These flies are easy to tie! We often tie for friends, and will tweak patterns a bit to suit changing water conditions, so we don't tie up scores of the same exact fly. But we wanted a fly that was very easy to tie mostly because we don't think that you can fish a fly properly for steelhead, which often means getting the fly down near the bottom, if you've spent 30 minutes tying time. You will hesitate to fish the fly down, or around downed limbs, if you are at all worried about losing it. So we changed the one element that is time consuming on a Muddler which is the spun, trimmed head.
After tying in the tail of crystal flash or flat braid, the rabbit strip and the body, we simply take about a half pencil sized shank of deer hair and tie it up top just behind the conehead. It helps to put a base of superglue, head cement or flex cement on the tread base to keep this hair from spinning and ending up, after a half hours fishing, as a throat instead of a wing. The deer hair is simply tied on about 0.25 inch from the end of the hair ends, pulling the tread snugly to create the muddler head. These ends are pulled back and the thread is wound and then whip finished in front of the hair head. The muddler head can be clipped to a good shape later if needed. Then the conehead is pulled back onto the deer hair to give it a swept back look. The conehead is secured against the muddler head by tying a head of thread in front of the conehead.
Our preferred hook is a Diachi 2220, 4x long streamer hook in size 6 for normal water conditions. For high and dingy water, we often switch to the same hook in size 4. In either case, the fly has lots of presence in the water; in other words it is not wispy, and probably displaces more water than many other patterns.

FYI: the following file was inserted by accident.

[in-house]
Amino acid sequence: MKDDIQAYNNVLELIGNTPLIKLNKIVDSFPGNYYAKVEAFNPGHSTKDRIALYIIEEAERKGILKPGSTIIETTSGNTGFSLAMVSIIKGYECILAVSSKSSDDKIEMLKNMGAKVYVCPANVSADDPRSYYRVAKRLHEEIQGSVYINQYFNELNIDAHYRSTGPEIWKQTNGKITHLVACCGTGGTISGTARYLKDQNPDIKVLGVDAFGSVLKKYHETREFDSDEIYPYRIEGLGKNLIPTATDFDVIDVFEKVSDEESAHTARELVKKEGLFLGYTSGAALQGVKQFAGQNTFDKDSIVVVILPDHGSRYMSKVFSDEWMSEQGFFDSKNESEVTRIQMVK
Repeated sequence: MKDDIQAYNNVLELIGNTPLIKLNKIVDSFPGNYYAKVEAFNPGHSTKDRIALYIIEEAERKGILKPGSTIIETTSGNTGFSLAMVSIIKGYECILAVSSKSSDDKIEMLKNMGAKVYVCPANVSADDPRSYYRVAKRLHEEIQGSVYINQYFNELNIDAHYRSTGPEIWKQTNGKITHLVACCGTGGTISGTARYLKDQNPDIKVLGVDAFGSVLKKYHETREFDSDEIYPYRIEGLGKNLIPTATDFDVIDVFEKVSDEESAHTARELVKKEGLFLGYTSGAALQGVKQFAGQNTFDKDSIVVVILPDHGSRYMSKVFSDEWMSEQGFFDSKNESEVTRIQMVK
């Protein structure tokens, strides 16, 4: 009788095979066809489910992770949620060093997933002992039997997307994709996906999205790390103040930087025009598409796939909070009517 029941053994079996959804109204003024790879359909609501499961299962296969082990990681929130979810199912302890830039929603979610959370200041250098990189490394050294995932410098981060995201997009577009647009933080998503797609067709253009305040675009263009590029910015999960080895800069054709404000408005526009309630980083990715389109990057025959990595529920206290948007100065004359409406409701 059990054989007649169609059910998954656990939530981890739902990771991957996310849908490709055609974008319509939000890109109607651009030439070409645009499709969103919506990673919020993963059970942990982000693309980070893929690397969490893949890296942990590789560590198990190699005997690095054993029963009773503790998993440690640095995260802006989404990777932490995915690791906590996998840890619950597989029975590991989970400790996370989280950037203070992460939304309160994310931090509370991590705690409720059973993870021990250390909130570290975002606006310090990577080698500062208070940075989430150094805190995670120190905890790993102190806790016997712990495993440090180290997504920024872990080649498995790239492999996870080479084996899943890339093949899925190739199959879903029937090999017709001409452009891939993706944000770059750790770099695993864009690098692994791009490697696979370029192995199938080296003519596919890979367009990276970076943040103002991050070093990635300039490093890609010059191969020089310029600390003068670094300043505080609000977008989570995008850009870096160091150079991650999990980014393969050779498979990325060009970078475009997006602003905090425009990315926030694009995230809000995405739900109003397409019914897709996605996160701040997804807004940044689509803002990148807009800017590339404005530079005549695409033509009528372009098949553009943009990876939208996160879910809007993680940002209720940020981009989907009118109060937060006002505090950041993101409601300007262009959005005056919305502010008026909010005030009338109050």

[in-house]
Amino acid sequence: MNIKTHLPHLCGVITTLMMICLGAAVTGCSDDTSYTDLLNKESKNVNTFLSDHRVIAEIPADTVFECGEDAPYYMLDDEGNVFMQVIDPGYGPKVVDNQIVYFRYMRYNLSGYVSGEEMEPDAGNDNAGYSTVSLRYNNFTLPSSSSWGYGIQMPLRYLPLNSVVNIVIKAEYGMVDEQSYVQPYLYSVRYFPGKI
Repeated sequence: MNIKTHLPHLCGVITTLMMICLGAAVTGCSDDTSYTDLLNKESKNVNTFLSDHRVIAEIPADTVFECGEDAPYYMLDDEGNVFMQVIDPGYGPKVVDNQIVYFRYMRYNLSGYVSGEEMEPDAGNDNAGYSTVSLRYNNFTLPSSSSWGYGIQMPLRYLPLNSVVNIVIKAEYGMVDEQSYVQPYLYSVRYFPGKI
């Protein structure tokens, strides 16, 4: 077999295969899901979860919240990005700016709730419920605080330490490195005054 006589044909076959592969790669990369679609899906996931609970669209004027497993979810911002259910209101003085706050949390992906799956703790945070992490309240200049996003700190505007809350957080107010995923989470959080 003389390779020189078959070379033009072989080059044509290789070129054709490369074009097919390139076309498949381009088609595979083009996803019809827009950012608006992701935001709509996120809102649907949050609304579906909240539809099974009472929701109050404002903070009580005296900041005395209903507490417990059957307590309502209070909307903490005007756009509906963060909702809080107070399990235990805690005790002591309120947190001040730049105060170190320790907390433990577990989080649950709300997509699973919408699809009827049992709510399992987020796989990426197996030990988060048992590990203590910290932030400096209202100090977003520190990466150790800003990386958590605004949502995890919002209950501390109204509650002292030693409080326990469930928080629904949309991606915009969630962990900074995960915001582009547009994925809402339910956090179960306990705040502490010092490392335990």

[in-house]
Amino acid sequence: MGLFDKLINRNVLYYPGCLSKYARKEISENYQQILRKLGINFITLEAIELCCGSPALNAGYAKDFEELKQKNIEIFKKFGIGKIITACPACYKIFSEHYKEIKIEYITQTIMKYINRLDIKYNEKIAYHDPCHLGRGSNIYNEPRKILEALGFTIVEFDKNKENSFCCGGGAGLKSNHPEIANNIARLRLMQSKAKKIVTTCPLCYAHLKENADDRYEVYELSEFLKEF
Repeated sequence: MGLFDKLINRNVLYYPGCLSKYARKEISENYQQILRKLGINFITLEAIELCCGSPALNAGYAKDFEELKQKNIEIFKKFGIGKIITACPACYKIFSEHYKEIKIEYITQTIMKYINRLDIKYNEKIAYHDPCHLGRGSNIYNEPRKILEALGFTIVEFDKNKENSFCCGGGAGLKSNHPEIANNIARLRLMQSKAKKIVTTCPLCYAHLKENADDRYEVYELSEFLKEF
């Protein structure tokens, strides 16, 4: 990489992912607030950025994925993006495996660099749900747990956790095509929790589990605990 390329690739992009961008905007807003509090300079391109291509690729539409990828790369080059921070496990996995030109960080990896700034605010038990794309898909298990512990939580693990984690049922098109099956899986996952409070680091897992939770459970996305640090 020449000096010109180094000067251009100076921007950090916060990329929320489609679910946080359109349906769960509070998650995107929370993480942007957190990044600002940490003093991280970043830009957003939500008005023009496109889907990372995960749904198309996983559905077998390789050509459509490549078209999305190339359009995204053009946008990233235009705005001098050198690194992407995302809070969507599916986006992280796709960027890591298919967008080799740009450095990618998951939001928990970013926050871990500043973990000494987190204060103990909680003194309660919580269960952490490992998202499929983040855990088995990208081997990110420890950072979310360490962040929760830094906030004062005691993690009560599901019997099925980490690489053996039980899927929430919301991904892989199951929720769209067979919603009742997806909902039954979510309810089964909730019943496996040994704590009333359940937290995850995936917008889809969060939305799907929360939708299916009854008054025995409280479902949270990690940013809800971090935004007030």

An alternate version of this fly results from a cross of a Bunny Fly (often called a Bunny Leach) with a muddler. The primary difference between this fly and Zuddler is that the rabbit strip is palmered around the hook shank rather than being laid flat across the length of the hook shank as in the Zuddler. The result is a "Buddler", with a somewhat bulkier profile and great pulsating action in the water. An easy and great looking way to tie this fly utilizes Gudebrod HT Braid as an underbody. By leaving about 0.5 inch of braid at the tail and three quarters inch at the collar, the braid can be quickly unwoven with a few pokes from a bodkin. This creates a fast, one material underbody and added flash. We often use this same body and flash technique while tying Zuddler bodies.
A color combination that had worked particularly well for the bruiser steelhead of the Salmon River in upstate New York, a natural colored rabbit strip with a purple braid body, became, with the addition of some deer hair, one of our top patterns. Why does this particular color combination seem to out-fish all others? We would only hazard a guess, knowing the pitfalls of anthropomorphizing our human bias onto the instinctive mind of the steelhead. It works, and it will work for you, and let's leave it at that. Suffice to say, the rabbit strip has great action, the purple body has always been a favorite attractor color for anadromous trout, and the addition of some deer hair up top seems to give the fly some buoyancy, keeping it upright and swimming well in all currents. The deer hair also gives the fly some nice bulk, creates a bit of micro-turbulence, and offsets the weight of the conehead. The natural/purple combination is tops in relatively clear water.
Several other color combinations have also worked very well for us. In heavily stained water, we often have success with a bright yellow Zuddler with gold or orange flash and body. White rabbit and deer hair over purple or pearl flash and body has also worked well, especially in cold winter water. Black rabbit with black or purple deer hair over silver, gold or purple flash and body has been very productive as an end of the day color, fished by swinging the fly a foot or so below the surface of the water. It appears that steelhead often lose their wariness at that time, feeding on baitfish silhouetted against the low-light of the twilight sky.
So far, this pattern has caught steelhead up to the 30" length, 10 pound class. We would be very interested to know if it works as well on other rivers and on other species. We are still waiting for a repeat of the extreme low-water conditions that created the cast and strip excitement of several years ago. We are opportunists, and we will take what we can get, and modify our flies to meet the conditions encountered. But we'll be ready with unweighted Zuddlers when it happens again!